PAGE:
I left the doctor’s office completely numb. Once at the sidewalk, I took in a deep dose of Boston’s burnt, tinny air. The glass skyscrapers stretched up all around me. I had to blame someone, so I blamed the city.
Back at my office, I sat staring at my computer screen. All those years, working my way up to the top: none of that would help me now. My investment and retirement accounts were all useless. Retirement. Now that was a funny word.
I should quit my job and travel the world. That’s what people do, right? Some sort of bucket list thing – was that what I was supposed to put together? But I didn’t want a list of things. I wanted only one thing, and I’d wanted it all my life: to live in the wilderness. Life had gotten in the way of that dream. Pursuit of the almighty dollar and living comfortably had negated it. Maybe there was still time to find peace in the forest.
My entire body drooped with the realization that my whole life had probably been wasted. No wife, no children, no heirs, no legacy: what had I actually accomplished?
Not knowing where to start, I did what I always did. I turned to my computer. I clicked and scrolled and minimized and maximized until a curious headline caught my attention. Blue-eyed Cougar Kills Family. I gazed at it, then clicked through and read about the deaths of a woman and her two children out in a tiny town nestled in the wilderness of Washington State. The husband – the town’s Mayor – wasn’t home at the time, and returned to find an open door leading to a bloody massacre. A blue-eyed cougar was seen fleeing the house after tracking blood all over the scene.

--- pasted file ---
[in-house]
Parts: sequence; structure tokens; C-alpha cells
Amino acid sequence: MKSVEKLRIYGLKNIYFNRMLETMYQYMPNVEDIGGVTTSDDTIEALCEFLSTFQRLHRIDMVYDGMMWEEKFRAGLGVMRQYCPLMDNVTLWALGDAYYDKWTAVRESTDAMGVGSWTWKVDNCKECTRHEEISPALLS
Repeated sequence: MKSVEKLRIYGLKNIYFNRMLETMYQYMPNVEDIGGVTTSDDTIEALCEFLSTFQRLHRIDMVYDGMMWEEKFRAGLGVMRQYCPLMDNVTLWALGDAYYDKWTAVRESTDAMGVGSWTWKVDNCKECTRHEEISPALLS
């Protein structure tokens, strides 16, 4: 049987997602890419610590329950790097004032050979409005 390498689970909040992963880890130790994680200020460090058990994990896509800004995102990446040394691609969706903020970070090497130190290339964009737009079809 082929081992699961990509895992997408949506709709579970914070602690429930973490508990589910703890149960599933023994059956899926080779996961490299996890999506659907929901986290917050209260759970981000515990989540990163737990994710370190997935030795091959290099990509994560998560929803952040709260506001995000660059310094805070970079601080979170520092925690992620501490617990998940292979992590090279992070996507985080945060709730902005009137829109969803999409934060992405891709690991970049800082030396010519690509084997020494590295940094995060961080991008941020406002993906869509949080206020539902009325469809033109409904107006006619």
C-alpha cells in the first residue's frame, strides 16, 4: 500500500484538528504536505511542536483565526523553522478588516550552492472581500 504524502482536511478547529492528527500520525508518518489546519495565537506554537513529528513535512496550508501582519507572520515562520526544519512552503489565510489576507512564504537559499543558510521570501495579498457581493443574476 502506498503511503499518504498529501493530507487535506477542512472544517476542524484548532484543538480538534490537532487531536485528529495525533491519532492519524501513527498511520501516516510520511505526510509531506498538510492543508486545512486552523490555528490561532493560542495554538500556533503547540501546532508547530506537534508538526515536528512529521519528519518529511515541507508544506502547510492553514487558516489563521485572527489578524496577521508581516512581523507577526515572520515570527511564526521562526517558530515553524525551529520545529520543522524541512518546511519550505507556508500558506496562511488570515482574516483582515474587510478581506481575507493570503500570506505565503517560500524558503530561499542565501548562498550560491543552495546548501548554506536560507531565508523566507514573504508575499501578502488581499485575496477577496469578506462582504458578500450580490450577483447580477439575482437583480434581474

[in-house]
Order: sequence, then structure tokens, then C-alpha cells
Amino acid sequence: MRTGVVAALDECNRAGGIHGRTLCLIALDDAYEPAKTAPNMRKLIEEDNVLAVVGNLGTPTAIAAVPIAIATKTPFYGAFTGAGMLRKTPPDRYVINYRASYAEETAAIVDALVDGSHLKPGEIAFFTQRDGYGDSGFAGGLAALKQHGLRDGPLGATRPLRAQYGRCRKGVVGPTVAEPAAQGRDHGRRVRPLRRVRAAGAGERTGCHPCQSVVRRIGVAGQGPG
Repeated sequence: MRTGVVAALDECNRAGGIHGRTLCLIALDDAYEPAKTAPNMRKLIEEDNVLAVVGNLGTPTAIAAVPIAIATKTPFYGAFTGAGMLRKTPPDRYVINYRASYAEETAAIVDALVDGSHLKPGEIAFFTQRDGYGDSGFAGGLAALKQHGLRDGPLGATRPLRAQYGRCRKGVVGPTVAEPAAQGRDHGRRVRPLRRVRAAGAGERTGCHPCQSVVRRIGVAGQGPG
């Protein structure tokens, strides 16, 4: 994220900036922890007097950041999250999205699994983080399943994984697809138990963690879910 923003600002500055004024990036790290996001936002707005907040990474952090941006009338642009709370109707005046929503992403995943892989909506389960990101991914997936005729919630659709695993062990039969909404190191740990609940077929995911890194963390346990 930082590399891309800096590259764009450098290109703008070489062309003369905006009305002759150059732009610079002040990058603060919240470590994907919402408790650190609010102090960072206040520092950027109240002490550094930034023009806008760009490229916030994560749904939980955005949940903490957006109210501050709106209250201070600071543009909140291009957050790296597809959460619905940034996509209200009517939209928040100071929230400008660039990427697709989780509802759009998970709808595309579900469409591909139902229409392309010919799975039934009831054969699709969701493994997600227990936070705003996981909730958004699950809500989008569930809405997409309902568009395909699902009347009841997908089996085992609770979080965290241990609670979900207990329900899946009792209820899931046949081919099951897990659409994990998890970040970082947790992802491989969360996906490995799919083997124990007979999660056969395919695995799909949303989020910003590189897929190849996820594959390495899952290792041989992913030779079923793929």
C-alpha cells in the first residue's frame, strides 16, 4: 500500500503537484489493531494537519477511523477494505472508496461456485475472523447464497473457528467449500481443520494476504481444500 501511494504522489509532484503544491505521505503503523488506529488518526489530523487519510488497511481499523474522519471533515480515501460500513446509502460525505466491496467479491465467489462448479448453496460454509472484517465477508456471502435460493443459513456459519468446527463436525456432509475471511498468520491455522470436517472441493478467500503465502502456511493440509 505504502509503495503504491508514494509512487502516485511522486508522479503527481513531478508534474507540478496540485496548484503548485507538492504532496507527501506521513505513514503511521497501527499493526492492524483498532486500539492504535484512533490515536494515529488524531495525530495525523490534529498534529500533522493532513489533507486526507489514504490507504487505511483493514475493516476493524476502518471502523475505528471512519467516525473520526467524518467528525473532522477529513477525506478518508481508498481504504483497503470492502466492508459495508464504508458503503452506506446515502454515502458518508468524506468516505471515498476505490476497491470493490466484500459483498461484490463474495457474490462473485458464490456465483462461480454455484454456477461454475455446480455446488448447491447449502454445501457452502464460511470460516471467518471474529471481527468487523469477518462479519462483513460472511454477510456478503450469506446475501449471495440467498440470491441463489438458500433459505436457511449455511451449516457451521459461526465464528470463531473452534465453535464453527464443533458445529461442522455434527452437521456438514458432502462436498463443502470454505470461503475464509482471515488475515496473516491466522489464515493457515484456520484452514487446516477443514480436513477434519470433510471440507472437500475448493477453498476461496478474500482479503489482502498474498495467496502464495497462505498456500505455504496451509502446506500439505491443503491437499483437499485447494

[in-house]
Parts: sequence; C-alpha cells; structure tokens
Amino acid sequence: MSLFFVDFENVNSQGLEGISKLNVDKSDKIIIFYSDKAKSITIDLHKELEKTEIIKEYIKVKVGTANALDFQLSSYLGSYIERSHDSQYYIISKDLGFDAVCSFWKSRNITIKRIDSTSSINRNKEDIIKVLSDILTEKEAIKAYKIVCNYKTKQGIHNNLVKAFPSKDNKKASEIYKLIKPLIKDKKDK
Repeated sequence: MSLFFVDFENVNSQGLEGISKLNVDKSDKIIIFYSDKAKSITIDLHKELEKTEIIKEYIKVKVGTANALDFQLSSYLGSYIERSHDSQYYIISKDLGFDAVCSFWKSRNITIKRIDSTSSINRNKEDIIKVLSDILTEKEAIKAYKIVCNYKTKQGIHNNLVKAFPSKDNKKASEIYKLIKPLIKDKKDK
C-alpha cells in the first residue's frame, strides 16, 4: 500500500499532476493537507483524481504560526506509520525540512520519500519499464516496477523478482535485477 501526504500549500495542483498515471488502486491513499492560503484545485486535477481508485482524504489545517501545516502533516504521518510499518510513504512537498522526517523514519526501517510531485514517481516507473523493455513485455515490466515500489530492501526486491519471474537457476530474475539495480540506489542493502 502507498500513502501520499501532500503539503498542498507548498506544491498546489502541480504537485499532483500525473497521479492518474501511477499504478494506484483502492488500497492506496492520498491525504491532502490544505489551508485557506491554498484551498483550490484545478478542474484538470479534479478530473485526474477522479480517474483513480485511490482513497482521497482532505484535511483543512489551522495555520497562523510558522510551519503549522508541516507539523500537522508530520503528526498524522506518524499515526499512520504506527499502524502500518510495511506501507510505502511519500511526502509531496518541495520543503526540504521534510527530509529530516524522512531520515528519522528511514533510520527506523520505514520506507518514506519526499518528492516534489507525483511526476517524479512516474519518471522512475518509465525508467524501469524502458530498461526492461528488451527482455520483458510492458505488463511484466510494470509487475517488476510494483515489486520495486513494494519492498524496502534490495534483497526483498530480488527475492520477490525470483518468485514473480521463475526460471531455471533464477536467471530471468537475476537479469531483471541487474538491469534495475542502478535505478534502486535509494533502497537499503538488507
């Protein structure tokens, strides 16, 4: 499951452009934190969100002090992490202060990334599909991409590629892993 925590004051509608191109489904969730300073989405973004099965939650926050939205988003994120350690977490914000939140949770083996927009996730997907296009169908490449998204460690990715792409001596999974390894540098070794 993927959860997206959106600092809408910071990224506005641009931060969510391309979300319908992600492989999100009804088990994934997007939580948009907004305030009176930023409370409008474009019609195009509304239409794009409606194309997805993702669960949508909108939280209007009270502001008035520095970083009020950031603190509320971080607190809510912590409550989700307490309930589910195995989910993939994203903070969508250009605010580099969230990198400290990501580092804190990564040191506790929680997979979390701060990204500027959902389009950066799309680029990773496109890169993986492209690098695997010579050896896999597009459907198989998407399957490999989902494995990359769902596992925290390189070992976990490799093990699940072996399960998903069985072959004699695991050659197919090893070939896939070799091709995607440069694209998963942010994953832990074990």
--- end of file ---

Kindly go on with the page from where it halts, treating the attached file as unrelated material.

The frown on my face gradually transformed into a smile. That was where I wanted to be.
I parked the rental car at the trailhead and followed the map drawn by the outfitter in town. Initially, he’d thought nothing of my questions about how to find the cougar. Plenty of people were out looking for it – there was now a reward for its capture, dead or alive. But as things progressed, I could tell the man thought there was something quite odd about a lily-white business executive heading out on a first-time expedition. To find a deadly cougar, no less. And without a gun.
Despite the frenzy caused by the cougar’s bounty, I didn’t see a soul. Law enforcement had warned people to stay away. Maybe they’d listened.
On the sixth day of my expedition, the pain was starting to take its toll. The prescription analgesics had managed to keep it at bay for the most part. But now I was tired and weak. Standing in a grove of cedars, I started to swoon. Their intoxicating, spicy scent was making me a little woozy. I knew I couldn’t make it back to the tent. My legs gave out. With a thud, I landed on the forest floor. The carpet of fallen, orange cedar leaves was not as soft as it looked.
I crawled to the edge of the grove and propped myself up against one of the trees so that I could look out onto a small meadow. Once I’d caught my breath, and my heart stopped pounding in my ears, I could hear the gentle rustling of the grass in the breeze. Intricate songs by birds I didn’t know danced through the air. When my eyes finally refocused, I could see wildflowers of blue and gold and fuchsia and white peeking out through the blond grasses. Their sweet aromas comingled with the cedars to soothe me. And the sun – one ray of its warmth shone down upon me through a gap in the tree’s branches. I hoped that heaven would be this wonderful.